There have been several questions from the field recently around how to determine file and directory quantity information on an Isilon cluster when InsightIQ analytics data is not available.
While InsightIQ and the associated Filesystem Analyze job (FSA) provide very accurate and rich file count and distribution metrics, sometimes the size of a dataset, cluster load, lack of license, or the duration of the FSA job mean that running it is undesirable. In these cases, there are a couple of other approaches that can be used instead.
There is a job engine job called Lincount which (relatively) quickly scans the filesystem and returns the total count of LINs (logical inodes). LIN count is equivalent to the total file and directory count on a cluster. The job runs by default at the LOW priority, and is the fastest method of determining object count on OneFS, assuming no other job has run to completion.
To kick off the Lincount job, the following command can be run from the OneFS command line interface (CLI):
# isi job start lincount
The output from this will be along the lines of “Added job ”.
Note: The number in square brackets is the job ID.To view results, run the following from the CLI:
# isi job reports view [job ID]
# isi job reports view 52
LinCount phase 1 (2015-06-17T09:33:33)
Elapsed time 1 seconds
Job mode LinCount
LINs traversed 1722
SINs traversed 0
The "LINs traversed" metric indicates that 1722 files and directories were found.
Note: The Lincount job will also include snapshot revisions of LINs in its count.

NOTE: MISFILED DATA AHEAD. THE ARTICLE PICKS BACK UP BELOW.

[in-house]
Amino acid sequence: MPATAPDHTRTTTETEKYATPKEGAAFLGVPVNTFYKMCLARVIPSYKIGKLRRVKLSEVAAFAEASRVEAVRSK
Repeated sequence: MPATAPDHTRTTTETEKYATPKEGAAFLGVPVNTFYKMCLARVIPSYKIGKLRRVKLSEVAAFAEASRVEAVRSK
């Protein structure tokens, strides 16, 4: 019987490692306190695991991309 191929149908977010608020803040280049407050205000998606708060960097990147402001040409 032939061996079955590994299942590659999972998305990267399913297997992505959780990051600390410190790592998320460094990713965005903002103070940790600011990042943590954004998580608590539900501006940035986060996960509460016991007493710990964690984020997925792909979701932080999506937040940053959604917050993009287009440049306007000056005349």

If you don’t wish to run the Lincount job for whatever reason, other recently completed jobs can also be used to determine a rough estimate of the file system’s object count.
For example, looking at the output from a recently run MultiScan job yields:
# isi job reports view 53 -v
MultiScan phase 1 (2015-06-17T11:27:27)
Elapsed time 16 seconds
Rebalance/Bytes 3069554688 bytes (2.859G)
--- snip ---
This approach also distinguishes between files and directories, in addition to LINs, and provides a count for each.
Note: The disk scan phase of Autobalance can over-report LINs. However, the AutobalanceLin job will show an accurate count. If accuracy matters more than other factors, use the Lincount job output instead.
If licensed and configured, SmartQuotas can be leveraged to help determine the file and directory count on a cluster. Quotas have the advantage of directory/subdirectory level configuration, and advisory quotas don’t have any capacity utilization restrictions or repercussions for cluster users. However the SmartQuotas job does take some time and resources to run the initial scan and, in the case of heavily nested quotas, can lead to general performance degradation. As such, configuring top level /ifs quotas is not a recommended practice.
Note: Quotas can be used to calculate as file and directory count that includes snapshot revisions, provided the quota is configured to include snaps in its accounting via the “--snaps=true” configuration option..
So, to summarize, for directory level granularity (and in the absence of FSA data), using SmartQuotas advisory quotas is the most viable option. However, if a file count for the entire cluster is required, running the Lincount job or viewing the output from Multiscan.